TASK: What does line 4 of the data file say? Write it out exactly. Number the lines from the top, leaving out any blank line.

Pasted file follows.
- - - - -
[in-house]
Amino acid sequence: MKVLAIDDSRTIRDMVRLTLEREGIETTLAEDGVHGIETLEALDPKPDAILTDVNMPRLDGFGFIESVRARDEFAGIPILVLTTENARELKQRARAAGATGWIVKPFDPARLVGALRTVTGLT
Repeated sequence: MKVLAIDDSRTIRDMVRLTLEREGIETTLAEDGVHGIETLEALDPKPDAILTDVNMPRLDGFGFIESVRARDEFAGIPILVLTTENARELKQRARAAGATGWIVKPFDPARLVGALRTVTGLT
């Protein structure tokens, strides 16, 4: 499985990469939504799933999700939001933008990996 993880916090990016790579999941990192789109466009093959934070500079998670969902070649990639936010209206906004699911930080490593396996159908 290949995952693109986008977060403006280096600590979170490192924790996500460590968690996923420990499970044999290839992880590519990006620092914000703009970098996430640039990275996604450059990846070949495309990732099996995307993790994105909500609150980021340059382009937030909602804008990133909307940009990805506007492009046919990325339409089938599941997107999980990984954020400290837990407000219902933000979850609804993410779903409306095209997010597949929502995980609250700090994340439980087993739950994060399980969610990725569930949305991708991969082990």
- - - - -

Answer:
């Protein structure tokens, strides 16, 4: 499985990469939504799933999700939001933008990996 993880916090990016790579999941990192789109466009093959934070500079998670969902070649990639936010209206906004699911930080490593396996159908 290949995952693109986008977060403006280096600590979170490192924790996500460590968690996923420990499970044999290839992880590519990006620092914000703009970098996430640039990275996604450059990846070949495309990732099996995307993790994105909500609150980021340059382009937030909602804008990133909307940009990805506007492009046919990325339409089938599941997107999980990984954020400290837990407000219902933000979850609804993410779903409306095209997010597949929502995980609250700090994340439980087993739950994060399980969610990725569930949305991708991969082990």